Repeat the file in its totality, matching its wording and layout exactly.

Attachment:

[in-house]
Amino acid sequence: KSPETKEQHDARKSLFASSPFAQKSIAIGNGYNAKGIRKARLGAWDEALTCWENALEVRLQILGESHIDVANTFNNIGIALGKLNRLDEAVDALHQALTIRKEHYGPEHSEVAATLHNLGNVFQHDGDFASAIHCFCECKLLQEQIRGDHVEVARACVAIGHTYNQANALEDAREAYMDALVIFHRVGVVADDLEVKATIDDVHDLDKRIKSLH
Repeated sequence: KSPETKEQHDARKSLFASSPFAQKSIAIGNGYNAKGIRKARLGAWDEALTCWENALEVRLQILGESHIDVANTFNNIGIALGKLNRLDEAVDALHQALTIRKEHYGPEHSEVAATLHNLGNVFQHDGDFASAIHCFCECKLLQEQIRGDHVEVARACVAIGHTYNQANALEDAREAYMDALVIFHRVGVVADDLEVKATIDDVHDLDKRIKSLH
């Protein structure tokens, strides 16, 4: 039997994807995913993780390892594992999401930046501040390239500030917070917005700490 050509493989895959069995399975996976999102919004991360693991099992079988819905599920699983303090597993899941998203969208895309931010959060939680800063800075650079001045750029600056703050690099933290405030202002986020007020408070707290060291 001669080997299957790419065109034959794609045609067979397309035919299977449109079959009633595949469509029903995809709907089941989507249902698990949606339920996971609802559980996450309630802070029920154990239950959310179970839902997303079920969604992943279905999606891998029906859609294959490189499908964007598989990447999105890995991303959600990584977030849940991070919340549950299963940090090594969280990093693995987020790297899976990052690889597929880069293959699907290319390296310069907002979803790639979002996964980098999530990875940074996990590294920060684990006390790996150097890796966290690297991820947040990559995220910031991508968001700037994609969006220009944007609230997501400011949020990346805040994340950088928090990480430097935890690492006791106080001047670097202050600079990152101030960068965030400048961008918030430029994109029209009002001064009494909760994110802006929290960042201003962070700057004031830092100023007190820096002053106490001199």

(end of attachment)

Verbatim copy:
[in-house]
Amino acid sequence: KSPETKEQHDARKSLFASSPFAQKSIAIGNGYNAKGIRKARLGAWDEALTCWENALEVRLQILGESHIDVANTFNNIGIALGKLNRLDEAVDALHQALTIRKEHYGPEHSEVAATLHNLGNVFQHDGDFASAIHCFCECKLLQEQIRGDHVEVARACVAIGHTYNQANALEDAREAYMDALVIFHRVGVVADDLEVKATIDDVHDLDKRIKSLH
Repeated sequence: KSPETKEQHDARKSLFASSPFAQKSIAIGNGYNAKGIRKARLGAWDEALTCWENALEVRLQILGESHIDVANTFNNIGIALGKLNRLDEAVDALHQALTIRKEHYGPEHSEVAATLHNLGNVFQHDGDFASAIHCFCECKLLQEQIRGDHVEVARACVAIGHTYNQANALEDAREAYMDALVIFHRVGVVADDLEVKATIDDVHDLDKRIKSLH
């Protein structure tokens, strides 16, 4: 039997994807995913993780390892594992999401930046501040390239500030917070917005700490 050509493989895959069995399975996976999102919004991360693991099992079988819905599920699983303090597993899941998203969208895309931010959060939680800063800075650079001045750029600056703050690099933290405030202002986020007020408070707290060291 001669080997299957790419065109034959794609045609067979397309035919299977449109079959009633595949469509029903995809709907089941989507249902698990949606339920996971609802559980996450309630802070029920154990239950959310179970839902997303079920969604992943279905999606891998029906859609294959490189499908964007598989990447999105890995991303959600990584977030849940991070919340549950299963940090090594969280990093693995987020790297899976990052690889597929880069293959699907290319390296310069907002979803790639979002996964980098999530990875940074996990590294920060684990006390790996150097890796966290690297991820947040990559995220910031991508968001700037994609969006220009944007609230997501400011949020990346805040994340950088928090990480430097935890690492006791106080001047670097202050600079990152101030960068965030400048961008918030430029994109029209009002001064009494909760994110802006929290960042201003962070700057004031830092100023007190820096002053106490001199």